31 October 2020 07:26 AM

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BHARAT KARNAD | 23 SEPTEMBER, 2020

PM’s ‘No Risk, No Biscuit’ Policy

Reluctance to call China out


Four months into the Chinese annexation of Indian territory in eastern Ladakh, specifically in the Galwan Valley, the Hot Springs-Gogra-Kugrang area, and in the stretch of the northern shore of the Pangong Lake from Fingers 3 to 8, the BJP government is unwilling to call China out.

Its case is that while the PLA intrusions and build-up are in the ‘dead zone’ 2kms on either side of the Line of Actual Control — meaning in the 4km belt astride it, there otherwise is no hint of Chinese aggression!

This in the face of overwhelming evidence that the PLA has indeed gobbled up Indian land and will not stir out of it for any reason. If the government hopes that it will be able to leverage the “preemptive” occupation of Black Top and other peaks by the Indian army in the Kailash Range south and southeastwards of the Pangong, around the Spanggur Gap, to get the PLA out of where it has encroached and is now consolidating its presence, then it has misread China’s intentions terribly enough to render Indian diplomacy it is banking on, futile.

Not that it has prevented foreign minister S Jaishankar from doing the obligatory rounds of Moscow, etc. and hoping to realize by these means the restoration of the status quo ante.

In this reality denial mode, the ruling party in Parliament stuffed the opposition, daring it to not support the motion of support for the armed forces in this their time of trial. The positive vote was then construed as a general backing for government policy. Neat!

Except this policy teeters between doing nothing to reverse the Chinese capture of Indian territory and approving military actions, such as taking Black Top, etc., that while disadvantaging PLA forces some in that sub-sector, did not in its execution entail great risk of things going wrong.

On the basis of what the Indian army has done and not done in Ladakh so far, several worrisome aspects of Prime Minister’s approach driving Indian policy are becoming clear. Modi definitely does not want more Indian casualties. Containing the public ire after the gruesome killing by the PLA troops of the 16 Bihar Regiment personnel June 15 was touch and go, and resisting the people’s desire for just retribution a delicate political operation the Modi regime barely pulled off.

The lesson learned was that the best way of avoiding Indian deaths on the LAC is to avoid hostilities as much as possible. Nor is Modi in a mood to countenance military escalation for any reason. This rules out any action by the army to force the Chinese out of areas on the Indian side of LAC they are presently entrenched in.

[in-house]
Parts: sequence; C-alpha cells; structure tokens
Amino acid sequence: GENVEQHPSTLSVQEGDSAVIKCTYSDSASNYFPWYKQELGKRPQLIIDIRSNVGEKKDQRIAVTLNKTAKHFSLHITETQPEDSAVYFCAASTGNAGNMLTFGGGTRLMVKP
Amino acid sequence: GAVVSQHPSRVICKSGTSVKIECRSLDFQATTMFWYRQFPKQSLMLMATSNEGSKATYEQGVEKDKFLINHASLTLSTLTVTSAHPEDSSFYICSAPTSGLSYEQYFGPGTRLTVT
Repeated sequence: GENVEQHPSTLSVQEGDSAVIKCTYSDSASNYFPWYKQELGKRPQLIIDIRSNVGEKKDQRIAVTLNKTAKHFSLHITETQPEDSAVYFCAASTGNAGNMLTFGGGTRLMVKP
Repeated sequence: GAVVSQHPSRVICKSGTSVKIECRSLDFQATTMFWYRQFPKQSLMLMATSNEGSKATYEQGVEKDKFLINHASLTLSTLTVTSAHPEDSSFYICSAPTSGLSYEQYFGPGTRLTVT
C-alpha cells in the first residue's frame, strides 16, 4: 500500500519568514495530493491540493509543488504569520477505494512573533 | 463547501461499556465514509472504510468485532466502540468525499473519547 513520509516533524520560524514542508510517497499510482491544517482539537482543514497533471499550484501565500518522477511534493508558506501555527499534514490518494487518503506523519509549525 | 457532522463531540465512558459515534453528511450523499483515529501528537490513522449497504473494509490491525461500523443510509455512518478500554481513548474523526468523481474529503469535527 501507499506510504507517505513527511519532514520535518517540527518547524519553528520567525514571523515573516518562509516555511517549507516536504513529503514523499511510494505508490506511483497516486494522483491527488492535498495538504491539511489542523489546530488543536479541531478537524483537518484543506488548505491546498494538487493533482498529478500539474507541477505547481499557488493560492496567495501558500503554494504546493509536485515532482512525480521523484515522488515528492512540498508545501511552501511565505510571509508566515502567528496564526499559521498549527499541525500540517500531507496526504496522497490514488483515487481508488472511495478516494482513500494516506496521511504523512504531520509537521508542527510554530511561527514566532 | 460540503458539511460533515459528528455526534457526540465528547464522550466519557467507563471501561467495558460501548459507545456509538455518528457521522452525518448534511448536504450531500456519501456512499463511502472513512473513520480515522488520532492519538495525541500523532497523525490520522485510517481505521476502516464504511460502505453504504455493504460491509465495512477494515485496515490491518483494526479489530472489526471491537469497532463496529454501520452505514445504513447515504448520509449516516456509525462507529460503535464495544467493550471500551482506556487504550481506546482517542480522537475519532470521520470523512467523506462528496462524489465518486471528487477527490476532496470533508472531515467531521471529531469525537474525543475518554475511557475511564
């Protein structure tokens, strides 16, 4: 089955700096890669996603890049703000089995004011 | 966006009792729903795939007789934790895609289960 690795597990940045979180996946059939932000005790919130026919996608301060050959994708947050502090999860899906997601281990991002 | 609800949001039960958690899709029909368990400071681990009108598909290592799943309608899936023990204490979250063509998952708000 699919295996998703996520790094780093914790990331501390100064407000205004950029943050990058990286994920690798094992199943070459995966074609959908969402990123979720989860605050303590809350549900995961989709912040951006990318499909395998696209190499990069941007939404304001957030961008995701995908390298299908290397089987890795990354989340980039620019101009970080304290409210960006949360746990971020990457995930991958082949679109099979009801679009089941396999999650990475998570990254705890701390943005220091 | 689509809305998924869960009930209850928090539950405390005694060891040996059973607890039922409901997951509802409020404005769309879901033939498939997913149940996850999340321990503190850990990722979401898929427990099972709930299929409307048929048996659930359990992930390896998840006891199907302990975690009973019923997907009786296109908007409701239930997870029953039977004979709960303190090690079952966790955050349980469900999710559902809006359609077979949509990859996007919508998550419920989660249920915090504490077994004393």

The August 29 Black Top action, in the event, was a perfect symbolic act showing a strong Indian army that far from taking guff from the PLA was taking the fight to the Chinese. Except it involved little real risk to Indian troops, as it was “preemptive” action. It was sort of the Ladakhi version of the Balakot strike on the other front. There was less physical harm done the adversary than that the operation suggested a dynamic Indian response and salved India’s ego.

Escalation has been avoided also by studiously ignoring the inconvenient fact of PLA’s territorial aggrandizement by rhetorically beating around every bush but that one. Modi has thus at once legitimated the Chinese moves and absorption of Indian territory into the ‘Tibet Autonomous Region’, incentivized President Xi Jinping to stop the PLA from grabbing more Indian territory than it had perhaps planned to do but far more land than Modi wants to lug around as political liability.

This has led to a counter Indian military build-up but one that seems designed for the army to stay put, weather the winter, rather than fight the PLA. It serves Modi’s aim of capping the military confrontation at the existing level of to-ing and fro-ing.

This is the logic of Modi’s “no casualties and no military escalation, at all cost”-approach, his brave sounding words during his day-trip to Nimu with references to the sudarshan chakra wielding Lord Krishna notwithstanding. After all, when the Modi regime, indirectly claims in Parliament that there’s no sign of Chinese aggression anywhere, nothing that cannot be explained by the indistinctness of the LAC on the ground, there’s no reason for Beijing to either disagree or, importantly, be disagreeable.

Happily, this policy conforms to the Indian armed services’ mindset of not provoking the PLA, not taking ‘pangas’ with the Chinese. And it is in line with the country’s traditionally defensive-passive-reactive military posture where China is concerned.

Except, Modi’s over-cautious policy is the reverse of “no risk it, no biscuit” — a phrase a famous American football coach mouthed to urge his team to show initiative and aggro on the field. Transposed to the Sino-Indian confrontation, it means just the opposite — do less, do nothing, so less harm comes to you, with the ‘biscuit’ going to the PLA and Indian territory being lost permanently to China.

This includes the loss of access to all the patrolling points and land northwestwards of the Y-junction on the Depsang Plains and will lead to the DSDBO Highway becoming vulnerable to a Chinese pincer closing in from the Galwan and the Depsang endangering, in the process, India’s access to the Siachen Glacier and, incidentally, negate any Indian plans for striking at the Sino-Pakistani joint at the Karakorum Pass. This last objective is what the PLA had uppermost in mind strategically to achieve and, thanks to Prime Minister Modi, it has now done it.

Bharat Karnad is a senior defence and strategic analyst.

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